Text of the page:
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Welcome to your 14-Day Free Trial!

If you're reading this guide, it probably means you've recently taken out a 14-day free trial with Findmypast. Thanks for giving us a shot! As part of our Ultimate level subscriptions, we send exclusive educational content created by our in-house experts right to your inbox, assisting you in your research and giving you the information you need to get further.

It's no different for those on a free trial. We'll be sending you tips, tricks and information that you need to get the most out of your time with us, however long that may be (forever, we hope!). In this week's guide, we'll show you how to begin or upload a family tree (essential to getting the most out of Findmypast, as we hint on the individuals in your tree, finding new record suggestions and, since many of our records can't be found anywhere else, this may mean entirely new lines), searching Findmypast and more.

This is the first thing you should do when registering with Findmypast. Our tree builder is easy to use, filled with features and completely safe and secure. Begin or upload a tree and you'll be surprised by how many hints you receive almost instantly. You can find out tree import page here.

There are a few ways to go about searching on Findmypast. As with any research tool, the best way to approach your search is to start broad and narrow down. To do this, either search from the homepage or, at the top of your screen, you'll see a dropdown menu that allows you to choose a category of record. Let's start with census, land and substitute.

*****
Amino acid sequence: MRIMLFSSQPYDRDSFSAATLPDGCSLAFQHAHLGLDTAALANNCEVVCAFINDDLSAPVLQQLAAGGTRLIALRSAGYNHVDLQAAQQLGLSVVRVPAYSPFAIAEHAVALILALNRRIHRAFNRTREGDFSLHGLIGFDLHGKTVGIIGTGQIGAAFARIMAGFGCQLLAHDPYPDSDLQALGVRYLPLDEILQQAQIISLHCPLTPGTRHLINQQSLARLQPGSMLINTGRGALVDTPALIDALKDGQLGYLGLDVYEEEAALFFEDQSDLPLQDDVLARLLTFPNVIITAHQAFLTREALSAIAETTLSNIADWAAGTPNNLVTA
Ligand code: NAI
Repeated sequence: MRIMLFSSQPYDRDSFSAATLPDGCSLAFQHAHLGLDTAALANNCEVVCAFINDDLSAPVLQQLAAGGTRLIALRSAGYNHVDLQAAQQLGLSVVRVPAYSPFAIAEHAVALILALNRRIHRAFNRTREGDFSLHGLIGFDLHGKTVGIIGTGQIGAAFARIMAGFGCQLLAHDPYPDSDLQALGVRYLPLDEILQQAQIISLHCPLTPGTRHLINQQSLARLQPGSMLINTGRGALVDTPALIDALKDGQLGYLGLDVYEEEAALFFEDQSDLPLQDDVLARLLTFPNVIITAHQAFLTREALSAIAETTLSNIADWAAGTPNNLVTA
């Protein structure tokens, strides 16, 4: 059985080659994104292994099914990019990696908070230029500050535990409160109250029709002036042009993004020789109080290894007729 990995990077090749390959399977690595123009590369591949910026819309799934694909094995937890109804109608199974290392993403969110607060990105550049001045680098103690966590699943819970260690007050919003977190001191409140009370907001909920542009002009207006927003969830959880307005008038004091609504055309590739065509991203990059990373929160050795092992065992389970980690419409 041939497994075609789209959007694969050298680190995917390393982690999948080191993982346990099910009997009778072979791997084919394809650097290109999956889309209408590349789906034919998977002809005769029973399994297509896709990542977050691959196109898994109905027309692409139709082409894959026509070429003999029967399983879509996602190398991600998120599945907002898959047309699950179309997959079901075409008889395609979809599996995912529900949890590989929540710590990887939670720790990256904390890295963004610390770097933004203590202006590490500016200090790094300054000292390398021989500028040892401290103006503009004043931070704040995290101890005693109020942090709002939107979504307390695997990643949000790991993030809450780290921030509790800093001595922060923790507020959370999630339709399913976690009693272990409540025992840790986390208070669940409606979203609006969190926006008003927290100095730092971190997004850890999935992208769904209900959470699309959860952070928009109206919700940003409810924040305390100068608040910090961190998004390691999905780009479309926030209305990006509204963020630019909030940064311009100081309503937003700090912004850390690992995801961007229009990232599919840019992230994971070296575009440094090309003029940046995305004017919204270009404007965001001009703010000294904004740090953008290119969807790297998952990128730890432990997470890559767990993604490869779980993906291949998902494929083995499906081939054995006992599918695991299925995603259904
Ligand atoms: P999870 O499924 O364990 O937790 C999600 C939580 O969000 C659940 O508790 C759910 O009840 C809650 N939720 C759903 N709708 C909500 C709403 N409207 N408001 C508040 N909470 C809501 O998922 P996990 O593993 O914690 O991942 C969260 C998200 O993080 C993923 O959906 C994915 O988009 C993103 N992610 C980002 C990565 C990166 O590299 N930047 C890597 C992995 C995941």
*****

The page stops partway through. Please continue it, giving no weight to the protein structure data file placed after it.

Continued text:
From this search screen, we can narrow down our search parameters using the search forms spread around the page. In this instance, we'll search for Jane Hirst, born 1889.


This bring back 1,433 results. Obviously too many for our needs. On the left of your screen, you'll see filtering options that can narrow this down further.


Using these filters, we can narrow down our search to record type, region and more thus giving us more precise results.


Just by selecting 'census' and narrowing my search to England, the results now stand at 79.

The last thing we'll look at in this guide is an often-overlooked (but incredibly useful) search feature on Findmypast; the A-Z of Record Sets. On your homepage, click into the dropdown menu that was mentioned earlier, but instead of selecting 'census, land and substitute', select the A-Z of Record Sets.

On the following page, you can access every single one of our record sets by name. This means that if you input 'Philadelphia' into the search box, you'll be able to scroll through all of our record sets that have Philadelphia in their name. Note that this won't be every record from Philly, just those in collections that have Philadelphia in the name. This can be incredibly useful for finding records of a specific occupation, religious denomination or classification.


Here you can see that by entering 'merchant', I have all of our collections of merchant seaman records. This is a great, easy way into specific records.

We'll be back next week with more. Enjoy your first week with us!